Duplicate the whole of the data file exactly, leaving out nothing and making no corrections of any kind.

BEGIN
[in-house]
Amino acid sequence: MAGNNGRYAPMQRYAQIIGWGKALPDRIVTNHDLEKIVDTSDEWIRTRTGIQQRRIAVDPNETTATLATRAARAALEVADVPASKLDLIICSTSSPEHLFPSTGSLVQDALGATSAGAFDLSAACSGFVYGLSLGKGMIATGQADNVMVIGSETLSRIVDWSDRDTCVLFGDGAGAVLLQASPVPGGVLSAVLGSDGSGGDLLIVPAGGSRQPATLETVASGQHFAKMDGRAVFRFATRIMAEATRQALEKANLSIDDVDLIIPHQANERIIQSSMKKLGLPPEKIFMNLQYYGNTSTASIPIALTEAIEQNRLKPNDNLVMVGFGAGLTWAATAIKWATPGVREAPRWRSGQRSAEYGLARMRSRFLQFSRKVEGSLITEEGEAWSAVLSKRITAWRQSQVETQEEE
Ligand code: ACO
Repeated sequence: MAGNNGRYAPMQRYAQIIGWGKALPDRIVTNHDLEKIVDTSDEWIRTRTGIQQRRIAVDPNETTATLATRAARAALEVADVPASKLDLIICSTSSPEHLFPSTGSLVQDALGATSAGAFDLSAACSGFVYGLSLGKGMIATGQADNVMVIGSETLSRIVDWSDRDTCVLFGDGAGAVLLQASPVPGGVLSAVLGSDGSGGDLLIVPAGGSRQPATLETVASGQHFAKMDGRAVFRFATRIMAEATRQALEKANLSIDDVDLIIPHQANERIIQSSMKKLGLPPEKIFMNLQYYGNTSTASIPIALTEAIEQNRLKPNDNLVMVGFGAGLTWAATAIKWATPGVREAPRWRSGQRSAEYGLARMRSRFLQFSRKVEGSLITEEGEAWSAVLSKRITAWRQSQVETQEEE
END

[in-house]
Amino acid sequence: MAGNNGRYAPMQRYAQIIGWGKALPDRIVTNHDLEKIVDTSDEWIRTRTGIQQRRIAVDPNETTATLATRAARAALEVADVPASKLDLIICSTSSPEHLFPSTGSLVQDALGATSAGAFDLSAACSGFVYGLSLGKGMIATGQADNVMVIGSETLSRIVDWSDRDTCVLFGDGAGAVLLQASPVPGGVLSAVLGSDGSGGDLLIVPAGGSRQPATLETVASGQHFAKMDGRAVFRFATRIMAEATRQALEKANLSIDDVDLIIPHQANERIIQSSMKKLGLPPEKIFMNLQYYGNTSTASIPIALTEAIEQNRLKPNDNLVMVGFGAGLTWAATAIKWATPGVREAPRWRSGQRSAEYGLARMRSRFLQFSRKVEGSLITEEGEAWSAVLSKRITAWRQSQVETQEEE
Ligand code: ACO
Repeated sequence: MAGNNGRYAPMQRYAQIIGWGKALPDRIVTNHDLEKIVDTSDEWIRTRTGIQQRRIAVDPNETTATLATRAARAALEVADVPASKLDLIICSTSSPEHLFPSTGSLVQDALGATSAGAFDLSAACSGFVYGLSLGKGMIATGQADNVMVIGSETLSRIVDWSDRDTCVLFGDGAGAVLLQASPVPGGVLSAVLGSDGSGGDLLIVPAGGSRQPATLETVASGQHFAKMDGRAVFRFATRIMAEATRQALEKANLSIDDVDLIIPHQANERIIQSSMKKLGLPPEKIFMNLQYYGNTSTASIPIALTEAIEQNRLKPNDNLVMVGFGAGLTWAATAIKWATPGVREAPRWRSGQRSAEYGLARMRSRFLQFSRKVEGSLITEEGEAWSAVLSKRITAWRQSQVETQEEE